On this point, we investigated the TV ad under BCAP Code rule  1.2 1.2 Advertisements must be prepared with a sense of responsibility to the audience and to society.  (Responsible advertising), and the VOD ad under CAP Code rule  1.3 1.3 Marketing communications must be prepared with a sense of responsibility to consumers and to society.  (Responsible advertising), but did not find them in breach.

2. Upheld

Notwithstanding the above, we were concerned that children, and in particular young teenagers, were likely to interpret the ad differently to adult viewers. The ad featured three characters who were depicted as unhappy with their appearance. The woman in the final scenario and the man, both of whom attempted to cover up parts of their bodies in public settings, appeared self-conscious and lacking in confidence because they did not like how they looked. The depictions of their sudden physical transformations were accompanied by an instant and dramatic change in their emotional wellbeing. We considered it likely that many young teenagers would identify with such negative feelings about their physical appearance. We considered the ad’s scenarios were likely to reinforce harmful feelings that those who did not have a ‘perfect’ physical appearance were unattractive and should be self-conscious about their looks, should aspire to a particular ideal of beauty, and that they should take action to change their physical appearance in order to meet that ideal. We therefore considered that a scheduling restriction should have been in place to minimise the risk of children, particularly young teenagers, seeing the ad. We concluded the ad should have been given a 9 pm timing restriction.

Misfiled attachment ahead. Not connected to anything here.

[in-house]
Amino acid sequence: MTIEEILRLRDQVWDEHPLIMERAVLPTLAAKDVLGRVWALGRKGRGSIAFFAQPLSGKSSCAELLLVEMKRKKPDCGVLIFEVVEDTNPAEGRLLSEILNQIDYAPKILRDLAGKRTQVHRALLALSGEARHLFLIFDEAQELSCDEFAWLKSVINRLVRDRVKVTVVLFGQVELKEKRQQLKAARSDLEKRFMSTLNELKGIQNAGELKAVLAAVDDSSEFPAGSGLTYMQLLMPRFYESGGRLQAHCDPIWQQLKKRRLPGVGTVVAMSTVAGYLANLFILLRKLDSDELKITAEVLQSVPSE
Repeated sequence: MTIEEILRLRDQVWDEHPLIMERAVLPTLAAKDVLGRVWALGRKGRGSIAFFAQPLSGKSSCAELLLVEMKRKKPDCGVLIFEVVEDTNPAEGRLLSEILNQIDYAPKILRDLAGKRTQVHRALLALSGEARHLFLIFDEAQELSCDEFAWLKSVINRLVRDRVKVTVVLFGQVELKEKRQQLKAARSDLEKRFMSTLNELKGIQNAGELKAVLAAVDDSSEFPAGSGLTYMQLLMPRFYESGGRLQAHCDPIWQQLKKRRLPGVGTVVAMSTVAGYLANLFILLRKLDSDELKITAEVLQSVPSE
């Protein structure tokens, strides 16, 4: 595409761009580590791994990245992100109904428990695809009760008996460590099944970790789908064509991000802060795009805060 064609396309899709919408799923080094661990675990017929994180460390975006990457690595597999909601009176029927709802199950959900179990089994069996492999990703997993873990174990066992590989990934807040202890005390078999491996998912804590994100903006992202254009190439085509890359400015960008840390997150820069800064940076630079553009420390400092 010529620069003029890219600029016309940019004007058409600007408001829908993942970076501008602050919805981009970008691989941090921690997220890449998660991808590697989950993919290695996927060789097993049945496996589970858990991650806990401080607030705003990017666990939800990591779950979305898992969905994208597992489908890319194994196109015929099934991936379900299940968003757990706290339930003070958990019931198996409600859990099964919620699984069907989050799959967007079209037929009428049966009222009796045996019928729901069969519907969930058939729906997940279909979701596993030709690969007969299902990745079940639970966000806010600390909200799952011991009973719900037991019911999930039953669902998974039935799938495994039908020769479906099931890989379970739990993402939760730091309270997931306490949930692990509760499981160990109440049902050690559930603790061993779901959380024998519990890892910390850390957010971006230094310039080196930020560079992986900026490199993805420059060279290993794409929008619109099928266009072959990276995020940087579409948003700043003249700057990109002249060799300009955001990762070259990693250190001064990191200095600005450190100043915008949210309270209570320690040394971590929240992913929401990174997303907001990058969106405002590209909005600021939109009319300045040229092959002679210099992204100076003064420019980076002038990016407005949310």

On this point, the TV ad breached BCAP Code rules  1.2 1.2 Advertisements must be prepared with a sense of responsibility to the audience and to society.  (Responsible advertising),  4.1 4.1 Advertisements must contain nothing that could cause physical, mental, moral or social harm to persons under the age of 18.  (Harm and offence) and  32.3 32.3 Relevant timing restrictions must be applied to advertisements that, through their content, might harm or distress children of particular ages or that are otherwise unsuitable for them.  (Scheduling of Television and Radio Advertisements - Under-16s).

3. Not upheld

As referenced above, we considered the ad was not suitable to be seen by children, and particularly young teenagers. We therefore considered that it should not have been served during programmes on VOD which would be likely to attract high audiences of children, and particularly young teenagers. We noted ITV had taken action to ensure the ad was served only around programmes which, in context, they considered responsible and appropriate. We also noted that the TV audience figures data for Britain’s Best Bakery showed that the programme had very little appeal to children of any age when broadcast on TV.

We considered the programme was unlikely to have much appeal to children and young teenagers on the VOD platform. Because we understood the ad was served in such a way as to minimise the risk of children, including young teenagers, seeing it, we concluded it had not been served irresponsibly.

On this point, we investigated the VOD ad under CAP Code rule  1.3 1.3 Marketing communications must be prepared with a sense of responsibility to consumers and to society.  (Responsible advertising), but did not find it in breach.


Ad (a) must not be broadcast again without the appropriate scheduling restriction. No further action necessary in relation to ad (b).


1.2     4.1     32.3    

CAP Code (Edition 12)